This story was updated at 3:32 p.m. on Wednesday, Sept. 18, 2019, with a comment from a TennCare spokesperson.
NASHVILLE — A University of Michigan law professor questions whether Tennessee Gov. Bill Lee's proposal to switch much of the federal funding for the state's Medicaid health care program into a $7.9 billion annual block grant is even legal.
In a blog post, UM Prof. Nicholas Bagley, who teaches and writes about administrative law, regulatory theory and health law, states that "setting aside the dubious policy merits of block grants, however, I don't think the proposal is legal.
"I don't even think it's close," added Bagley, who posted his views Tuesday on The Incidental Economist, a health policy blog.
(Read more: Tennessee Gov. Bill Lee urges flexible approach with Medicaid block grant)
A spokesperson for Lee did not immediately respond to a Times Free Press reporter's inquiry Wednesday morning about Bagley's assertions.
TennCare spokeswoman Sarah Tanksley said that "if" the federal Centers for Medicare and Medicaid Services (CMS) "has questions about any provision in the block grant proposal, we will address those questions with CMS."
Lee is seeking to make Tennessee the first state in the country to get a good portion of its federal share of funding for TennCare through a block grant in exchange for new leeway in how it operates the program.
The Republican governor is also proposing a first-of-its-kind 50/50 share with the federal government on savings for the program which pays for health care services to some 1.4 million low-income children, mothers and other caretakers and disabled residents.
Lee on Tuesday issued the formal public notice which triggers a 30-day clock for public comment. Following that, the Lee administration could revise its proposed Section 1115 waiver to the federal Medicate statute before pressing forward with review and likely negotiations with the U.S. Department of Health and Human Services and its ancillary agency, the Centers for Medicare and Medicaid Services.
The state's current $12.1 billion TennCare program includes $7.5 billion in federal money.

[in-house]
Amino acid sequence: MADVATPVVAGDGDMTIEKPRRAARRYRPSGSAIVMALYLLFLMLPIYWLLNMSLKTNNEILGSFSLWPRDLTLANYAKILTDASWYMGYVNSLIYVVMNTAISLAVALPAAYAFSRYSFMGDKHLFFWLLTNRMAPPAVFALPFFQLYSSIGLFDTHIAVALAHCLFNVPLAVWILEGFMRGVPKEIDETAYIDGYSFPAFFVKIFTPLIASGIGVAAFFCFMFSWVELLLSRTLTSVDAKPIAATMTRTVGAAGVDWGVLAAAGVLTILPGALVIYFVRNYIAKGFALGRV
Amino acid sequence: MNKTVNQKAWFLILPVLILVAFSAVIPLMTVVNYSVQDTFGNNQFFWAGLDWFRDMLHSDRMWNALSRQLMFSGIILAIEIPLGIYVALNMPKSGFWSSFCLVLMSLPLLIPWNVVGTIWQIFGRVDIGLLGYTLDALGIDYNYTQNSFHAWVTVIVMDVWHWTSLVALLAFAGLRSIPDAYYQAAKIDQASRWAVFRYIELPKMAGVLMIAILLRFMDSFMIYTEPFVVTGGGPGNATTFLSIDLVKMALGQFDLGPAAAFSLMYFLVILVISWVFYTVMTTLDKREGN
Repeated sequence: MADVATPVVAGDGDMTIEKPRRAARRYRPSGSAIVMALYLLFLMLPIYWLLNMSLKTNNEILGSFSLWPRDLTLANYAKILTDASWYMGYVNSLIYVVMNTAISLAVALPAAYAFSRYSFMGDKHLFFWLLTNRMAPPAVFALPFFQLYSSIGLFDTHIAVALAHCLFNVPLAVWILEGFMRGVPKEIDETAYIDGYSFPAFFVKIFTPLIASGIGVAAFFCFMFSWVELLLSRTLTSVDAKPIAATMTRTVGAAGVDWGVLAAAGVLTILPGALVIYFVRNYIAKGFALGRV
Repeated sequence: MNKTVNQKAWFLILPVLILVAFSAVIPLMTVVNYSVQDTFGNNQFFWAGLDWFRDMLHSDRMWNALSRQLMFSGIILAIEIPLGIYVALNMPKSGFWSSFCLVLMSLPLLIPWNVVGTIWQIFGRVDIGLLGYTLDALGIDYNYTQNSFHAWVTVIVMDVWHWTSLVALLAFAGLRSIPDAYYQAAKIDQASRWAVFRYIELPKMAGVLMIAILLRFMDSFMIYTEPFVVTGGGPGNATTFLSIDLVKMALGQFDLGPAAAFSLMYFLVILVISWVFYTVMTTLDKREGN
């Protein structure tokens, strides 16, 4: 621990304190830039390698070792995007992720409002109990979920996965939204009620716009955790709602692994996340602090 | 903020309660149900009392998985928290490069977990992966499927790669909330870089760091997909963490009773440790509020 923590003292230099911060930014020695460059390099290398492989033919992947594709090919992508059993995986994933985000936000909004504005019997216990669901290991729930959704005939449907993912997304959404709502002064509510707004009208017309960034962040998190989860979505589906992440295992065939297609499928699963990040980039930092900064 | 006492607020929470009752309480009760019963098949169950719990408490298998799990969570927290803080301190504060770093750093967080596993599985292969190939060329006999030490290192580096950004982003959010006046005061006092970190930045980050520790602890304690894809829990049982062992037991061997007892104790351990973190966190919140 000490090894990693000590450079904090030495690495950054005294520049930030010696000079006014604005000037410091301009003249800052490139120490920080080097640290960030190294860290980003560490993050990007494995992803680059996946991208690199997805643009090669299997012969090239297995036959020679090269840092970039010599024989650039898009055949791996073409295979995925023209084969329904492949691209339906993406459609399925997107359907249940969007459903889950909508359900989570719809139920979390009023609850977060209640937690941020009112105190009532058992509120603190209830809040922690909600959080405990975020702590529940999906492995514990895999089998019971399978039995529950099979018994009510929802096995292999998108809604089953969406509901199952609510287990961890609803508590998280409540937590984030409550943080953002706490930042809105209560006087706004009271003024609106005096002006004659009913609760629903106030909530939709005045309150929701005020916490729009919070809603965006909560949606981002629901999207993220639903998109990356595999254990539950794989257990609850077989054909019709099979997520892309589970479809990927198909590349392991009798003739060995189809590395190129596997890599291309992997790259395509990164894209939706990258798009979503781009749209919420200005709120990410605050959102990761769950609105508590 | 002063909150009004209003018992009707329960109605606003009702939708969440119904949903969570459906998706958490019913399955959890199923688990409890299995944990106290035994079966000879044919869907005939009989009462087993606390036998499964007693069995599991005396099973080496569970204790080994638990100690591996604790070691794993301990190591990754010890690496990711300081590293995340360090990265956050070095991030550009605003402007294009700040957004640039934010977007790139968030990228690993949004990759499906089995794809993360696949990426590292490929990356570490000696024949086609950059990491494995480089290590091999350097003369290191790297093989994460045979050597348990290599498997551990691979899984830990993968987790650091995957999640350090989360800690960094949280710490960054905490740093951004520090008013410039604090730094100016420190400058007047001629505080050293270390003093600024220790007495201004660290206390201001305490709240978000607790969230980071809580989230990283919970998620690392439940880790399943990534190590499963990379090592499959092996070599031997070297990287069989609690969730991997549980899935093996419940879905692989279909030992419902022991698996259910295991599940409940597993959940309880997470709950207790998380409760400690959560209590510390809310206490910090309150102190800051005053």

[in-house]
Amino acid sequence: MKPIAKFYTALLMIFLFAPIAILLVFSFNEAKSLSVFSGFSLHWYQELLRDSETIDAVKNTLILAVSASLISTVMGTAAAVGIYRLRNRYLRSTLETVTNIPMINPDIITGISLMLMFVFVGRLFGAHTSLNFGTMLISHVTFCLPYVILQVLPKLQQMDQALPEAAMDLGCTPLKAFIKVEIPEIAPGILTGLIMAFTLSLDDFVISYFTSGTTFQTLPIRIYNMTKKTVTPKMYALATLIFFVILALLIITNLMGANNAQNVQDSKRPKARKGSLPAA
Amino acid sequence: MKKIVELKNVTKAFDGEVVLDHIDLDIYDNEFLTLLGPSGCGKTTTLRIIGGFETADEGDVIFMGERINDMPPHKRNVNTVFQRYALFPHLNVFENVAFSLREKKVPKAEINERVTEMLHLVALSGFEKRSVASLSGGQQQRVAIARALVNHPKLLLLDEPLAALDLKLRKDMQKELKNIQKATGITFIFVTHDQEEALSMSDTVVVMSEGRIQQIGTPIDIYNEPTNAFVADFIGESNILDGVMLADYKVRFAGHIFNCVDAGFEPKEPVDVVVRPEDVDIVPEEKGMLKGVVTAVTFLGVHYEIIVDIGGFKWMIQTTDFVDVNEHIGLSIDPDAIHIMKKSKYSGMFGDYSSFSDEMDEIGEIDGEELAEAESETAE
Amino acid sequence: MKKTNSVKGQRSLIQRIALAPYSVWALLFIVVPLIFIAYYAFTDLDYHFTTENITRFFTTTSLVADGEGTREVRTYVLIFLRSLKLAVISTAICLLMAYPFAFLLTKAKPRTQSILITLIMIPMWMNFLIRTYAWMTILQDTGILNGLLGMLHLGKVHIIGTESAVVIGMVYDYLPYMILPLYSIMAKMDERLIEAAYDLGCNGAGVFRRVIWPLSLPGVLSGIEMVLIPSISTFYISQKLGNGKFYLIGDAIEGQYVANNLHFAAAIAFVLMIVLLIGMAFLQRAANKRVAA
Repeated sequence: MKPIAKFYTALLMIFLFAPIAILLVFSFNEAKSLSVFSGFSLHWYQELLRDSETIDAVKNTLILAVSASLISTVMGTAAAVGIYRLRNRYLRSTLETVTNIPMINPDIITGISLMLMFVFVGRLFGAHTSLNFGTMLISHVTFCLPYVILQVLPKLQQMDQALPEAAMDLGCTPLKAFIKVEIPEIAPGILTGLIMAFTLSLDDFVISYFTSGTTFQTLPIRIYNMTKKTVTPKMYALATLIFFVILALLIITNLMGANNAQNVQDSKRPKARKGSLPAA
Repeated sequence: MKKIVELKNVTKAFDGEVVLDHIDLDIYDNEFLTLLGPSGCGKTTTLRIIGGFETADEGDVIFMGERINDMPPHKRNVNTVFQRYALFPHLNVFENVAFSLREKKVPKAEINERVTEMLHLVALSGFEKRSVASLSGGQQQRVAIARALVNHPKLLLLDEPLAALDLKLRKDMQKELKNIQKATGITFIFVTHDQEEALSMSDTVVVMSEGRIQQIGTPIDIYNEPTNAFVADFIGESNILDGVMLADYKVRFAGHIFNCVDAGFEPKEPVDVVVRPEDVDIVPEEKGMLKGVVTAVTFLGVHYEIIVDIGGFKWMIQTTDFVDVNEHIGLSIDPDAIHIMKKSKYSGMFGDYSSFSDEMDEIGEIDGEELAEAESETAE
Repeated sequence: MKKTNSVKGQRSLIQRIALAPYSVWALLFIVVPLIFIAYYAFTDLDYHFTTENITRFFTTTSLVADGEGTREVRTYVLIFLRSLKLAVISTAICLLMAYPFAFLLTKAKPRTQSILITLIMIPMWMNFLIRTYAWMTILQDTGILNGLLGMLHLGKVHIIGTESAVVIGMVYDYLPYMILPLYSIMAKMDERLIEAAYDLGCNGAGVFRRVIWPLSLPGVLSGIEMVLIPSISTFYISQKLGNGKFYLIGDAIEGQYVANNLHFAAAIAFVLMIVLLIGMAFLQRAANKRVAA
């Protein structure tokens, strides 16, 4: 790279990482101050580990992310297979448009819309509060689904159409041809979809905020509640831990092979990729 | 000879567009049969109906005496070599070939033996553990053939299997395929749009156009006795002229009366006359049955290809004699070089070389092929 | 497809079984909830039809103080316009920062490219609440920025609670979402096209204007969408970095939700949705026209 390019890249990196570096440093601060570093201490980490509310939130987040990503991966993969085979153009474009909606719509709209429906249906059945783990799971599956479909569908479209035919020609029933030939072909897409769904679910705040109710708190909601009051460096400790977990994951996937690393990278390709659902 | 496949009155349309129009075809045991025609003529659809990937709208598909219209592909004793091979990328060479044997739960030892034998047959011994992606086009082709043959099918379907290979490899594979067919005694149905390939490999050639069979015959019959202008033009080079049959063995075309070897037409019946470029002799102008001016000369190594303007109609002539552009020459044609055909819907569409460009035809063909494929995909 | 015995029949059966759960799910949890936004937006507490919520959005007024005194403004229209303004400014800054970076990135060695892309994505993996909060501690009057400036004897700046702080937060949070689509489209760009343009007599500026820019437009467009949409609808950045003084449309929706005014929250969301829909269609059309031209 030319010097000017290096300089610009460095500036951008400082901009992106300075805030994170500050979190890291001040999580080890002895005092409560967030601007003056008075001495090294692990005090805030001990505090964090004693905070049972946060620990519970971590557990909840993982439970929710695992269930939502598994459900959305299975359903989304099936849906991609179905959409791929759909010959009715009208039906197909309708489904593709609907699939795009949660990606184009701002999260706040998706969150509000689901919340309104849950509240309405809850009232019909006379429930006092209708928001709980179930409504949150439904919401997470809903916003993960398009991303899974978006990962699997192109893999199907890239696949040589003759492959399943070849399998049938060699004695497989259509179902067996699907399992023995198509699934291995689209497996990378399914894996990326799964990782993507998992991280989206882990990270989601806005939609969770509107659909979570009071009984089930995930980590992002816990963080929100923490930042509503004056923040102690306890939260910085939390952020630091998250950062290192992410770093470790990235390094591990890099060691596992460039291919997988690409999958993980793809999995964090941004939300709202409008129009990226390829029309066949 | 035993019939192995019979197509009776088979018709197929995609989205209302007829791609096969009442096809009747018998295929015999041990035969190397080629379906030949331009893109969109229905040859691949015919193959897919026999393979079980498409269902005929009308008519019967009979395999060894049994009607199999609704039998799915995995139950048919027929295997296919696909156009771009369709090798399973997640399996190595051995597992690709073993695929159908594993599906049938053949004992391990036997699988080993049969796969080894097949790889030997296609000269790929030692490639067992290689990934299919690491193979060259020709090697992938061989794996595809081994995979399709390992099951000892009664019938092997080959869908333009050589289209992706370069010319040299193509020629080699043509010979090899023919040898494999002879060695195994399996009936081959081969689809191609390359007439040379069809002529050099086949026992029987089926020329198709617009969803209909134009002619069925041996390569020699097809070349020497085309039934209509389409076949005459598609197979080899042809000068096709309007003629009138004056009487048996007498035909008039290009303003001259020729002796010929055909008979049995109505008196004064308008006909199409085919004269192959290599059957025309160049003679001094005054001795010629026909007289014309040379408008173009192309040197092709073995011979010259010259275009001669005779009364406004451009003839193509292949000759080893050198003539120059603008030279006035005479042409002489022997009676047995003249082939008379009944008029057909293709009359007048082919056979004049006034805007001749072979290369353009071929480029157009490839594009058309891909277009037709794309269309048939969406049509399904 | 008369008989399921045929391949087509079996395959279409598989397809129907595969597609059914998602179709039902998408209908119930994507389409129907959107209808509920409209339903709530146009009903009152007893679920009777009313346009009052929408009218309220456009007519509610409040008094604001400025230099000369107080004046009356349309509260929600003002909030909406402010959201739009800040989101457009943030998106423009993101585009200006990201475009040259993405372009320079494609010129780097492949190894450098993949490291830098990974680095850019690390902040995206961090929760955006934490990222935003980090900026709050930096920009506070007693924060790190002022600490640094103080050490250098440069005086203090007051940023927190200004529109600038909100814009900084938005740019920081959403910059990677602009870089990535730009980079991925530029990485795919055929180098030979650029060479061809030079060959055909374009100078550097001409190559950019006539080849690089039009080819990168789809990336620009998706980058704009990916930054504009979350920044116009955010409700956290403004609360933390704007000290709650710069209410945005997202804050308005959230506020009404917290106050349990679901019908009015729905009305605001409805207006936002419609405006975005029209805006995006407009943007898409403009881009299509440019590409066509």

Lee's proposed waiver excludes some portions of TennCare, including prescription drugs and persons who are eligible for both Medicare, the health insurance program for senior, and TennCare.
With the Trump administration advocating the use of block grants to save money on Medicaid, a jointly funded entitlement program involving the federal government and states, the Tennessee's Republican-controlled General Assembly this year passed a law ordering Lee to seek the waiver to the Section 1115 and try to obtain a block grant.
Proponents say it will free the state up from a number of Medicaid regulations and provide flexibility. Advocates, however, charge it could harm enrollees and also question why Tennessee, which has refused to extend health care to an estimated 300,000 low-income adults under the Affordable Care Act, is attempting it.
Bagley, a former appellate staff attorney in the Civil Division at the U.S. Department of Justice who previously served as a law clerk to U.S. Supreme Court Justice John Paul Stevens, says he sees a problem in the state's concept for the waiver.
Under section 1903 of the Medicaid statute, he says, the federal government "must pay a fixed 'match rate' (known in the statutory lingo as 'the Federal medical assistance percentage') to every state that participates in Medicaid."
Tennessee's match rate is now 65.21%, meaning that for every $1 the state spends on TennCare, Uncle Sam provides a little over $2. That, however, would change under a number of different TennCare programs under Lee's proposed waiver.
"As Tennessee recognizes," Bagley writes, "it'll need a waiver from HHS to make these changes. And section 1115 of the Medicaid statute does allow HHS to waive lots of the law's restrictions in connection with experimental projects that are likely to assist in promoting Medicaid's objectives."
Acknowledging that he's previously written he isn't sure "block granting Medicaid counts as an experiment that serves Medicaid's purposes," the New York University of Law graduate whose writings have appeared in the Harvard Law Review, Columbia Law Review, Georgetown Law Journal and New England Journal of Medicine, goes on to say "there's a more fundamental problem with Tennessee's proposal.
"You can't use section 1115 to waive section 1903," he says. "To the contrary, section 1903 is pointedly omitted from the list of statutory provisions that HHS is empowered to waive.
"So you can't use Medicaid waivers to change Medicaid's financing structure. And that's exactly what Tennessee is proposing to do," Bagley adds.
Contact Andy Sher at firstname.lastname@example.org or 615-255-0550. Follow on Twitter @AndySher1.